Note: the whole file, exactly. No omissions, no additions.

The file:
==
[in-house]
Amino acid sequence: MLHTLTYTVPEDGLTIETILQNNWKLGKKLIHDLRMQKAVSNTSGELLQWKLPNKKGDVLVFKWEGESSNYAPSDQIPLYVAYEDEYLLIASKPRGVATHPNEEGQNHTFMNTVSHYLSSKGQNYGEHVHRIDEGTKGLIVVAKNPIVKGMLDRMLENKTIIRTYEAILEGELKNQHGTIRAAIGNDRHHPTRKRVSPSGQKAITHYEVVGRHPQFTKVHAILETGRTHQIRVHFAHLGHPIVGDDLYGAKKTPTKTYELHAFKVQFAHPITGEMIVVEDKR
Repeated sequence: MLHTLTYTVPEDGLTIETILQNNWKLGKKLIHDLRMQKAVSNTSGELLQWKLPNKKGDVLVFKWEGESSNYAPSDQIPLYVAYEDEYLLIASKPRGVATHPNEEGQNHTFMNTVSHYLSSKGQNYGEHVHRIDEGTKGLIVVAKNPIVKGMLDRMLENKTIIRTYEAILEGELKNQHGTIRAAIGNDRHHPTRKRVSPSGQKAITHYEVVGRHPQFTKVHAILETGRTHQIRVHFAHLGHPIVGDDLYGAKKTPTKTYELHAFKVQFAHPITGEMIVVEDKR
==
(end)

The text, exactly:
[in-house]
Amino acid sequence: MLHTLTYTVPEDGLTIETILQNNWKLGKKLIHDLRMQKAVSNTSGELLQWKLPNKKGDVLVFKWEGESSNYAPSDQIPLYVAYEDEYLLIASKPRGVATHPNEEGQNHTFMNTVSHYLSSKGQNYGEHVHRIDEGTKGLIVVAKNPIVKGMLDRMLENKTIIRTYEAILEGELKNQHGTIRAAIGNDRHHPTRKRVSPSGQKAITHYEVVGRHPQFTKVHAILETGRTHQIRVHFAHLGHPIVGDDLYGAKKTPTKTYELHAFKVQFAHPITGEMIVVEDKR
Repeated sequence: MLHTLTYTVPEDGLTIETILQNNWKLGKKLIHDLRMQKAVSNTSGELLQWKLPNKKGDVLVFKWEGESSNYAPSDQIPLYVAYEDEYLLIASKPRGVATHPNEEGQNHTFMNTVSHYLSSKGQNYGEHVHRIDEGTKGLIVVAKNPIVKGMLDRMLENKTIIRTYEAILEGELKNQHGTIRAAIGNDRHHPTRKRVSPSGQKAITHYEVVGRHPQFTKVHAILETGRTHQIRVHFAHLGHPIVGDDLYGAKKTPTKTYELHAFKVQFAHPITGEMIVVEDKR